Modern Geography has come a long way from its roots in simply mapping and naming the regions of the world. Spanning both physical and human Geography, the discipline today is unique as a subject bridging the divide between the sciences and humanities, and between the environment and our society. This Very Short Introduction reveals why.
This Very Short Introduction addresses the themes, developments, and controversies that have shaped Modern China. Covering a range of social issues, Rana Mitter provides a contemporary view of the world's most populous nation, with a new acknowledgement of China's changing foreign policy, and its unique engagement with the internet.
By the time the First World War ended in 1918, eight million people had died in what had been perhaps the most apocalyptic episode the world had known. This Very Short Introduction provides a concise and insightful history of 'the Great War', focusing on why it happened, how it was fought, and why it had the consequences it did.
German writers, be it Goethe, Nietzsche, Marx, Brecht or Mann, have had a profound influence on the modern world. This Very Short Introduction illuminates the particular character and power of German literature, and examines its impact on the wider cultural world.
Outlines both Mohandas Karamchand Gandhi's major philosophical insights and the limitations of his thought. This very short introduction looks at Gandhi's cosmocentric anthropology, his spiritual view of politics, his unique form of liberal communitarianism, and his theories of oppression, non-violent action, and active citizenship.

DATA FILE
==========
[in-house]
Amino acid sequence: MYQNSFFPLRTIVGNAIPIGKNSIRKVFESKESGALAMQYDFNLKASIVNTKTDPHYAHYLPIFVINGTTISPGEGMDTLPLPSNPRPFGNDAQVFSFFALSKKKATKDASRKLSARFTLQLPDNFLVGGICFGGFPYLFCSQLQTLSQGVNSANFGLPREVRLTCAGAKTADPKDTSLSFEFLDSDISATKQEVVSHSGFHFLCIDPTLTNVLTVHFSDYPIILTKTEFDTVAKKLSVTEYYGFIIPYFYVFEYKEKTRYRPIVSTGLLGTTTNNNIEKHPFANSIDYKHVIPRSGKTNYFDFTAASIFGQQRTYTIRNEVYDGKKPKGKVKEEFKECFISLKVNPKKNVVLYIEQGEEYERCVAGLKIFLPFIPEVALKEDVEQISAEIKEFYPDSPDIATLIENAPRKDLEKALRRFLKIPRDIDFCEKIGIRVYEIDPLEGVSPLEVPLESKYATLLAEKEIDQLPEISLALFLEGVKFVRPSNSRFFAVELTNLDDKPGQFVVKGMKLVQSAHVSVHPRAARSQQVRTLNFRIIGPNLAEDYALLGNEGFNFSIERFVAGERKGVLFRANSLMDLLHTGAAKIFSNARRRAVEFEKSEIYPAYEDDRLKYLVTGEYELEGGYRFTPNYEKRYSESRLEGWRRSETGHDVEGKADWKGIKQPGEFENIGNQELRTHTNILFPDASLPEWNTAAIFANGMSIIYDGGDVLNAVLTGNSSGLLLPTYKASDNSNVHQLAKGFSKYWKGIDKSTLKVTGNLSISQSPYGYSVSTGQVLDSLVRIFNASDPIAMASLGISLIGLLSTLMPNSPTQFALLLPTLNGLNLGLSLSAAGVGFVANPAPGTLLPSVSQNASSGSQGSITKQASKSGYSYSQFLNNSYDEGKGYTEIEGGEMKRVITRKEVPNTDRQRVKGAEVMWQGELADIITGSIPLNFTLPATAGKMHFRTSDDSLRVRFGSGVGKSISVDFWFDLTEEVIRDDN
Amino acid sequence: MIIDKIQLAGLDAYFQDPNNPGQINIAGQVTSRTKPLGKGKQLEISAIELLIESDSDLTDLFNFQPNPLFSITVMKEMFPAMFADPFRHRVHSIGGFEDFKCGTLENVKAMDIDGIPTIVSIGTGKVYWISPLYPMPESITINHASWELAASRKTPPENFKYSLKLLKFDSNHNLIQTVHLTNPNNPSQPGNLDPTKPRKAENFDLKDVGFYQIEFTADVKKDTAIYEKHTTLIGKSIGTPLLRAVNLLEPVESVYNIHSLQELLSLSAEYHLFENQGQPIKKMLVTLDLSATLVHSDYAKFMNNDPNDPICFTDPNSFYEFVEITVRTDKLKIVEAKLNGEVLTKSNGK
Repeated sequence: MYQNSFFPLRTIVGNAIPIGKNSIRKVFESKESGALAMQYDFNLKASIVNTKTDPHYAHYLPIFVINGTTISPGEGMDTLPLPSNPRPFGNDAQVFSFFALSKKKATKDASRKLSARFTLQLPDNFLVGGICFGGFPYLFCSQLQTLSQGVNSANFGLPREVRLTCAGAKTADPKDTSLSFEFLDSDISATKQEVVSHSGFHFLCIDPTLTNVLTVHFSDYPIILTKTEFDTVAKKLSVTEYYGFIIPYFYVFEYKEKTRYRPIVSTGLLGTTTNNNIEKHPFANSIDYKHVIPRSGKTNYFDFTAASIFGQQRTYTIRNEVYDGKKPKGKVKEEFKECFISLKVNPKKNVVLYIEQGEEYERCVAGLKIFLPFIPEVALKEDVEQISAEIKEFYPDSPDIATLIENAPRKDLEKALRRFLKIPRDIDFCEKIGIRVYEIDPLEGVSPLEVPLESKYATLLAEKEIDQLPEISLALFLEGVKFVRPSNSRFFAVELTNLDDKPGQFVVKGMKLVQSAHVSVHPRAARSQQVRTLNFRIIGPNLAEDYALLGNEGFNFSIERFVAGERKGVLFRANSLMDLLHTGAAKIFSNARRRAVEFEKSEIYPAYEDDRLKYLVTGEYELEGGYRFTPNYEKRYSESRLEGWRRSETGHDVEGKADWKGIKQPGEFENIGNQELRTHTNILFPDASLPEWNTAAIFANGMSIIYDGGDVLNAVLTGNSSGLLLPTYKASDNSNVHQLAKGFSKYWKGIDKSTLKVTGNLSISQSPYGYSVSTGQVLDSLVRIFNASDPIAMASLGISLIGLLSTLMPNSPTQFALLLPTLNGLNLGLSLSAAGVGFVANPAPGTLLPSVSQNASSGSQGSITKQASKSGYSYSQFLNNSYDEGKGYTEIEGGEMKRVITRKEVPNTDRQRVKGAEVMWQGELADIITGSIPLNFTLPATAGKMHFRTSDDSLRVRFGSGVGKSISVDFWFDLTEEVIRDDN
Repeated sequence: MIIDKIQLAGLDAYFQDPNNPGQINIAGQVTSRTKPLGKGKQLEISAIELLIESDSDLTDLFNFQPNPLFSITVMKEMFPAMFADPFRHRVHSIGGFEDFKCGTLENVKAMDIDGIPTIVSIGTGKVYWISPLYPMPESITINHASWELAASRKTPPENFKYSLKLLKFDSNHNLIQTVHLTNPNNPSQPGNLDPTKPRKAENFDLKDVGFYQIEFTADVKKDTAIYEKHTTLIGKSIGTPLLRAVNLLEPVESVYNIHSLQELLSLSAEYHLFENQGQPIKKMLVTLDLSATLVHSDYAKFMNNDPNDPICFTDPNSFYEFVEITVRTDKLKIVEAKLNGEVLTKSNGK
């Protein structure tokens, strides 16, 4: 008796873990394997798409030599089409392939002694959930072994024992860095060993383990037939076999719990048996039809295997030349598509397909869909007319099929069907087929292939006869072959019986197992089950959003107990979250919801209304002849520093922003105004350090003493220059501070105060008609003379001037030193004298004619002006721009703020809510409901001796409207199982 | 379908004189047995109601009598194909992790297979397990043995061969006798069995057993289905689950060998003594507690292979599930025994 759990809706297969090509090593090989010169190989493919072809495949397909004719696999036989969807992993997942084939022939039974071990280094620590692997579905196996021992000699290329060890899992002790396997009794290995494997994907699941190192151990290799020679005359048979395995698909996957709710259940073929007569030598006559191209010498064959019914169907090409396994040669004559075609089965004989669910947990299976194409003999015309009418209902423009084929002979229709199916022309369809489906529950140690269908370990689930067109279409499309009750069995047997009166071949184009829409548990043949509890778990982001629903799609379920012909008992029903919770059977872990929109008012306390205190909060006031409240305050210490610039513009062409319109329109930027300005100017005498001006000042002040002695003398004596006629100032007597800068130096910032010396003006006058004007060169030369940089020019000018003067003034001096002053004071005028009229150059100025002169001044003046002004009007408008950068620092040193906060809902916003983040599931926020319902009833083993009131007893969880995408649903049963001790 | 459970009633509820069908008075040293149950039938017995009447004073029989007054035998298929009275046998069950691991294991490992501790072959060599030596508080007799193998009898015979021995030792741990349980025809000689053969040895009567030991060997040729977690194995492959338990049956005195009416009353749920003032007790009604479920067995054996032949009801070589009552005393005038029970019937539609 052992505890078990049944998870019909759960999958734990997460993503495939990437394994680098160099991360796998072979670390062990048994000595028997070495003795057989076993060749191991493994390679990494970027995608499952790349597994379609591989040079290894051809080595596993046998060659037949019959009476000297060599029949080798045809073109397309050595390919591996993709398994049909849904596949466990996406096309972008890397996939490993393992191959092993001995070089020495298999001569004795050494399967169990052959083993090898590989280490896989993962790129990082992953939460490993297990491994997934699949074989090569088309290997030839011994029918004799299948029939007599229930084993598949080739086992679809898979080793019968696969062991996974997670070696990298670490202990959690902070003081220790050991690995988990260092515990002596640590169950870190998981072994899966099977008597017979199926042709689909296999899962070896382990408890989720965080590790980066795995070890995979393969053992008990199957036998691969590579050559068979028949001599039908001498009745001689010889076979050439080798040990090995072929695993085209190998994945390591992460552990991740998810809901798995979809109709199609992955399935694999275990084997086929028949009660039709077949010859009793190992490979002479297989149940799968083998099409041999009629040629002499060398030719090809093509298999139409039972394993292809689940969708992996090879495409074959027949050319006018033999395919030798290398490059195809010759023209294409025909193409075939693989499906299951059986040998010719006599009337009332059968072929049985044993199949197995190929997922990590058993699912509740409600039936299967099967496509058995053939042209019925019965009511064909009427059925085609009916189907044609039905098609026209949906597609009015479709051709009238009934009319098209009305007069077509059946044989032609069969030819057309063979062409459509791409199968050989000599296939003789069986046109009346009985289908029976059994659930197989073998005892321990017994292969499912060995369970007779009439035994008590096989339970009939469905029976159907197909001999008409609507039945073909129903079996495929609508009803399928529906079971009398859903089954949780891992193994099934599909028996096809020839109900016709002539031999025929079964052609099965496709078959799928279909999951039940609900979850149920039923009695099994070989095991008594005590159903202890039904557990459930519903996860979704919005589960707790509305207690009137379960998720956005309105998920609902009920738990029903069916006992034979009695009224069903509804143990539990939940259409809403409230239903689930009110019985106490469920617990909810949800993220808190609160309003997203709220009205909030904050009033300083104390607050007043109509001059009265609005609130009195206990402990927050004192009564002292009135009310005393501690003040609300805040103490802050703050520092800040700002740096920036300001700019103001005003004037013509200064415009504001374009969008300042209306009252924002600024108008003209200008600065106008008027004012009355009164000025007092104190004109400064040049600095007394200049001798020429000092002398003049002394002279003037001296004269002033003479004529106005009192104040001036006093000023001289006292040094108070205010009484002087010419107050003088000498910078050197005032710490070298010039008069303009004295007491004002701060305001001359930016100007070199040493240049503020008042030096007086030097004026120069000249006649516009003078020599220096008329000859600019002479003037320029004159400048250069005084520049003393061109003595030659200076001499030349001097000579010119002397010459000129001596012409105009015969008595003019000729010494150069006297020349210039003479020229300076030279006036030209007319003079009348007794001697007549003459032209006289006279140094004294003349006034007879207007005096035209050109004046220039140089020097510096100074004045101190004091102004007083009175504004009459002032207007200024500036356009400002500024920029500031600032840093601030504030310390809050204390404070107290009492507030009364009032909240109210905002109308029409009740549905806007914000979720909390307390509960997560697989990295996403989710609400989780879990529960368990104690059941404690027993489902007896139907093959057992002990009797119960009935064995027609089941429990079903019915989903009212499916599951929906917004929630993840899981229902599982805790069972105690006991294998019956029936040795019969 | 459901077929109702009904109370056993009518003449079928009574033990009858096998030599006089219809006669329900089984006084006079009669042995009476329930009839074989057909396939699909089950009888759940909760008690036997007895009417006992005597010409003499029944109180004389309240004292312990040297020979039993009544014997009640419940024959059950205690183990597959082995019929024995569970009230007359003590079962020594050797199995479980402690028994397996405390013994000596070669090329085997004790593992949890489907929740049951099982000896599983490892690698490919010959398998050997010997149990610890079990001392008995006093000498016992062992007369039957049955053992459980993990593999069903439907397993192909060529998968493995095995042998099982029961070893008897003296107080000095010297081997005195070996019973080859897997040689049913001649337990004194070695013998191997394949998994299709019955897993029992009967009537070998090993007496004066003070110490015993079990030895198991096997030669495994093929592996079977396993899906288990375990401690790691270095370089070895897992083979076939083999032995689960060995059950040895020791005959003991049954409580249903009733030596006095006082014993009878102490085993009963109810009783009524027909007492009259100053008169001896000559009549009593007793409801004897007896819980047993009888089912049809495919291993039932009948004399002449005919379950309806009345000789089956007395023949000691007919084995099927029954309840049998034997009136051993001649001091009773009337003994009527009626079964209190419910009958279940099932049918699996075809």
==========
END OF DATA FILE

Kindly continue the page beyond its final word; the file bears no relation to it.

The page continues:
Games are played everywhere: from economics and online auctions to social interactions, and game theory is about how to play such games in a rational way, and how to maximize their outcomes. This VSI reveals, without mathematical equations, the insights the theory can bring to everything from how to play poker optimally to the sex ratio among bees.
What is 'nothing'? What remains when you take all the matter away? Can empty space - a void - exist? This Very Short Introduction explores the science and history of the elusive void: from Aristotle's theories to black holes and quantum particles, and why the latest discoveries about the vacuum tell us extraordinary things about the cosmos.
This Very Short Introduction presents a succinct and accessible guide to the key episodes in the story of life on earth - from the very origins of life four million years ago to the extraordinary diversity of species around the globe today.